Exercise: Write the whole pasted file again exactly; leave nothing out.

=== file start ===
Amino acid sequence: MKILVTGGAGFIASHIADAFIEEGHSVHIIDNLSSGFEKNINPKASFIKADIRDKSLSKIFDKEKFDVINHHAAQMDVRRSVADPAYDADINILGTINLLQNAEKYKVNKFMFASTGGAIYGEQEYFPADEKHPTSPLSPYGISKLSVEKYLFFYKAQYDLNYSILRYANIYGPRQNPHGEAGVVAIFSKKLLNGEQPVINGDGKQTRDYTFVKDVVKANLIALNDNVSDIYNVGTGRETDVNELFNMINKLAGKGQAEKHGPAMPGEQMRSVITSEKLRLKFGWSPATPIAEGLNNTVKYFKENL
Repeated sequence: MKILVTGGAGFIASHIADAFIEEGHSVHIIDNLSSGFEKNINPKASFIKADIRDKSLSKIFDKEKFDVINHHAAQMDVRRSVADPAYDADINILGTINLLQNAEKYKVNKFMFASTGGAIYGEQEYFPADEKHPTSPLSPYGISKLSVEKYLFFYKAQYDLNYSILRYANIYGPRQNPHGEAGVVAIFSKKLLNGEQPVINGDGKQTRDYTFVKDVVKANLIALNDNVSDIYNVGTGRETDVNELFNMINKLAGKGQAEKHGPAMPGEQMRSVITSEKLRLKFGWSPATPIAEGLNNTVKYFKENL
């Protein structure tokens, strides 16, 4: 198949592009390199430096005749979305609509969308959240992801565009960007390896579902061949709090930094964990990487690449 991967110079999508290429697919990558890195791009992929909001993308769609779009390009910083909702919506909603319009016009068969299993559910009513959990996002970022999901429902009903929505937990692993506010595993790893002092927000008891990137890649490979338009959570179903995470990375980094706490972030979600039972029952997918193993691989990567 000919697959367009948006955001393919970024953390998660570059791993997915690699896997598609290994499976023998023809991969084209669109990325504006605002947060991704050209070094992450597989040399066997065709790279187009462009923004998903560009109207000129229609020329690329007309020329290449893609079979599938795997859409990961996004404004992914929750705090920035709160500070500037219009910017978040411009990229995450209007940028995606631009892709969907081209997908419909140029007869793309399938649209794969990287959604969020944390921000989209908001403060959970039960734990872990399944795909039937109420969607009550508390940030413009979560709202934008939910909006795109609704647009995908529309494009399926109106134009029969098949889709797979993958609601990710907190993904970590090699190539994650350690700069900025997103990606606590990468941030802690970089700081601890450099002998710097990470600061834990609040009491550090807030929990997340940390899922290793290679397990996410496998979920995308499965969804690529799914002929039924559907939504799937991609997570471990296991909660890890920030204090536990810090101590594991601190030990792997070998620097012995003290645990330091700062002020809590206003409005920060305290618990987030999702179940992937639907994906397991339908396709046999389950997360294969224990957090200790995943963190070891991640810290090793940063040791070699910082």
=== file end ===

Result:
Amino acid sequence: MKILVTGGAGFIASHIADAFIEEGHSVHIIDNLSSGFEKNINPKASFIKADIRDKSLSKIFDKEKFDVINHHAAQMDVRRSVADPAYDADINILGTINLLQNAEKYKVNKFMFASTGGAIYGEQEYFPADEKHPTSPLSPYGISKLSVEKYLFFYKAQYDLNYSILRYANIYGPRQNPHGEAGVVAIFSKKLLNGEQPVINGDGKQTRDYTFVKDVVKANLIALNDNVSDIYNVGTGRETDVNELFNMINKLAGKGQAEKHGPAMPGEQMRSVITSEKLRLKFGWSPATPIAEGLNNTVKYFKENL
Repeated sequence: MKILVTGGAGFIASHIADAFIEEGHSVHIIDNLSSGFEKNINPKASFIKADIRDKSLSKIFDKEKFDVINHHAAQMDVRRSVADPAYDADINILGTINLLQNAEKYKVNKFMFASTGGAIYGEQEYFPADEKHPTSPLSPYGISKLSVEKYLFFYKAQYDLNYSILRYANIYGPRQNPHGEAGVVAIFSKKLLNGEQPVINGDGKQTRDYTFVKDVVKANLIALNDNVSDIYNVGTGRETDVNELFNMINKLAGKGQAEKHGPAMPGEQMRSVITSEKLRLKFGWSPATPIAEGLNNTVKYFKENL
């Protein structure tokens, strides 16, 4: 198949592009390199430096005749979305609509969308959240992801565009960007390896579902061949709090930094964990990487690449 991967110079999508290429697919990558890195791009992929909001993308769609779009390009910083909702919506909603319009016009068969299993559910009513959990996002970022999901429902009903929505937990692993506010595993790893002092927000008891990137890649490979338009959570179903995470990375980094706490972030979600039972029952997918193993691989990567 000919697959367009948006955001393919970024953390998660570059791993997915690699896997598609290994499976023998023809991969084209669109990325504006605002947060991704050209070094992450597989040399066997065709790279187009462009923004998903560009109207000129229609020329690329007309020329290449893609079979599938795997859409990961996004404004992914929750705090920035709160500070500037219009910017978040411009990229995450209007940028995606631009892709969907081209997908419909140029007869793309399938649209794969990287959604969020944390921000989209908001403060959970039960734990872990399944795909039937109420969607009550508390940030413009979560709202934008939910909006795109609704647009995908529309494009399926109106134009029969098949889709797979993958609601990710907190993904970590090699190539994650350690700069900025997103990606606590990468941030802690970089700081601890450099002998710097990470600061834990609040009491550090807030929990997340940390899922290793290679397990996410496998979920995308499965969804690529799914002929039924559907939504799937991609997570471990296991909660890890920030204090536990810090101590594991601190030990792997070998620097012995003290645990330091700062002020809590206003409005920060305290618990987030999702179940992937639907994906397991339908396709046999389950997360294969224990957090200790995943963190070891991640810290090793940063040791070699910082």